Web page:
Are Your Gums Going to Get Sore if You Get a Bridge?
Posted on 11/16/2020 by Dr. Boustany
Losing one or more teeth is a big event. The tooth's absence leaves the supporting bones, gums, and surrounding teeth with a void where the teeth used to be. Over time, the structures will collapse around the opening and change the shape of both your mouth and face. In most instances, we will recommend a bridge to avoid facial collapse.
What is a Bridge?
Bridges provide filler for the space left by your vacant tooth. Both composite and resin-bonded bridges, or Maryland bridges, are installed with metal, curved wings to hold them in place. Professionals use cantilever bridges when there is only one anchor for the bridge and standard bridges when there are two anchors. Anchors implanted into the gums support implant bridges - these bridges are growing in popularity because there is no damage done to the surrounding teeth.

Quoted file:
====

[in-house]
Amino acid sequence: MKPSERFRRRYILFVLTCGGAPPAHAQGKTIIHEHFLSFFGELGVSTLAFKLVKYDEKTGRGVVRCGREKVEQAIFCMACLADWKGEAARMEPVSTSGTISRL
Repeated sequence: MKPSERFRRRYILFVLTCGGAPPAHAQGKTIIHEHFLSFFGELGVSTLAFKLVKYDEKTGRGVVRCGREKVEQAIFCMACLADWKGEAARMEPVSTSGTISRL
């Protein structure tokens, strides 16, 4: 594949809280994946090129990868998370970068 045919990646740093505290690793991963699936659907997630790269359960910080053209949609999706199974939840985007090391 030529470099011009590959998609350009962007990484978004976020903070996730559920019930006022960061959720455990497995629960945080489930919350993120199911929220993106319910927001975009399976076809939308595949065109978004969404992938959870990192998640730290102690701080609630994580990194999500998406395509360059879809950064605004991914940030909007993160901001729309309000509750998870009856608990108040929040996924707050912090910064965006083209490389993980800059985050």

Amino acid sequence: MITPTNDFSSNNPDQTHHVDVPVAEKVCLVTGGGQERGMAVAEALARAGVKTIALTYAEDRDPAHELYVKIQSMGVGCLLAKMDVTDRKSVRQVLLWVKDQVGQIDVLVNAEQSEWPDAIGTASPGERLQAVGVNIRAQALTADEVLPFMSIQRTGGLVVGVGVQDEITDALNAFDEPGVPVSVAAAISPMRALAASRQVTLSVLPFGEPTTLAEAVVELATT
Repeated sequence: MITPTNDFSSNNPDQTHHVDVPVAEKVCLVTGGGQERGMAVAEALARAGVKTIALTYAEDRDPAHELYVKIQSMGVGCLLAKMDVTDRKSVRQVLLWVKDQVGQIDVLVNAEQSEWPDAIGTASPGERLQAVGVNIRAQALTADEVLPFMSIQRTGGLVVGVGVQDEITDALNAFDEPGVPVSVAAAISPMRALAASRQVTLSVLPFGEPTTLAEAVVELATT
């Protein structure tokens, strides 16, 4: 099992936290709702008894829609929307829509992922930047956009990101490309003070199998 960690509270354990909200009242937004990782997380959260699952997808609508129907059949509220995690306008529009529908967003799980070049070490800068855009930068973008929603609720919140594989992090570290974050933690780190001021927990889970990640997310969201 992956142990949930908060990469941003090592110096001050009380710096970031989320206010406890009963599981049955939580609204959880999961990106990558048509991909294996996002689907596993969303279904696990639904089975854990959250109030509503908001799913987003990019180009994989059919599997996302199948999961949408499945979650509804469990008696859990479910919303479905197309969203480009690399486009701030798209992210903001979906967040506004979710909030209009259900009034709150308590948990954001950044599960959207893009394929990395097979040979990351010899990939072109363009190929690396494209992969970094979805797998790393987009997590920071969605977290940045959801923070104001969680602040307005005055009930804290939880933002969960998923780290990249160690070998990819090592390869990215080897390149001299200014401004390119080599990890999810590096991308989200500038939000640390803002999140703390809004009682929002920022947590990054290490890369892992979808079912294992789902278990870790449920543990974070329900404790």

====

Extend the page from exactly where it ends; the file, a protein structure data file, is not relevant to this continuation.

Your New Bridge and Your Gums
Your gums will have an adjustment period regardless of the bridge that you choose. The new bridge is foreign, and your gums and bones will have to move and develop space for it. Standard, Maryland, and cantilevered bridges will take less time to adjust to because they are less invasive. Implant-anchored bridges require insertion into your gums and supporting bone, and they may be sore for several days.
Generally, installing a dental bridge is beneficial when you lose one or more teeth, and the long term gains far outweigh the minor discomfort of the adjustment period. You will avoid facial collapse and restore natural biting and chewing surfaces. Good oral hygiene with regular brushing, flossing, and dental check-ups will work to ensure that your dental bridge lasts a long time.
If you would like to explore your dental bridge options, give our office a call. We will be happy to examine the area and find the most suitable bridge for you.